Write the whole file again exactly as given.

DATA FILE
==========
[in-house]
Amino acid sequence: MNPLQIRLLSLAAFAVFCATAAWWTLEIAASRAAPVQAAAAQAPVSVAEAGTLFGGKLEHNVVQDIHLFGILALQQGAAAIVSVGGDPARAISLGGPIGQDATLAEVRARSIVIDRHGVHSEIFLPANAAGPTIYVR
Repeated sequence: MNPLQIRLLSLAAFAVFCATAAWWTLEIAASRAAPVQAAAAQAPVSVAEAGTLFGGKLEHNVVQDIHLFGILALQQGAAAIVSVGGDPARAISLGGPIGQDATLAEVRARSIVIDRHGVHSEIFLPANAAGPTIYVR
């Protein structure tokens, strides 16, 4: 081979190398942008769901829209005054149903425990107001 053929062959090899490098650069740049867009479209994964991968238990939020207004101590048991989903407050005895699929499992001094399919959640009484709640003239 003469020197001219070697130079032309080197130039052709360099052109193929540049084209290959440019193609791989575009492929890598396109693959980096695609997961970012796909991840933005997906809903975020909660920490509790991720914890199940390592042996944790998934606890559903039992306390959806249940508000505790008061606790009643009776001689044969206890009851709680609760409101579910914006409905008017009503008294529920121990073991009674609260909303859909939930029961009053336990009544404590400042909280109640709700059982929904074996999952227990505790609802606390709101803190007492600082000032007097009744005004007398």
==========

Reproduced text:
[in-house]
Amino acid sequence: MNPLQIRLLSLAAFAVFCATAAWWTLEIAASRAAPVQAAAAQAPVSVAEAGTLFGGKLEHNVVQDIHLFGILALQQGAAAIVSVGGDPARAISLGGPIGQDATLAEVRARSIVIDRHGVHSEIFLPANAAGPTIYVR
Repeated sequence: MNPLQIRLLSLAAFAVFCATAAWWTLEIAASRAAPVQAAAAQAPVSVAEAGTLFGGKLEHNVVQDIHLFGILALQQGAAAIVSVGGDPARAISLGGPIGQDATLAEVRARSIVIDRHGVHSEIFLPANAAGPTIYVR
């Protein structure tokens, strides 16, 4: 081979190398942008769901829209005054149903425990107001 053929062959090899490098650069740049867009479209994964991968238990939020207004101590048991989903407050005895699929499992001094399919959640009484709640003239 003469020197001219070697130079032309080197130039052709360099052109193929540049084209290959440019193609791989575009492929890598396109693959980096695609997961970012796909991840933005997906809903975020909660920490509790991720914890199940390592042996944790998934606890559903039992306390959806249940508000505790008061606790009643009776001689044969206890009851709680609760409101579910914006409905008017009503008294529920121990073991009674609260909303859909939930029961009053336990009544404590400042909280109640709700059982929904074996999952227990505790609802606390709101803190007492600082000032007097009744005004007398």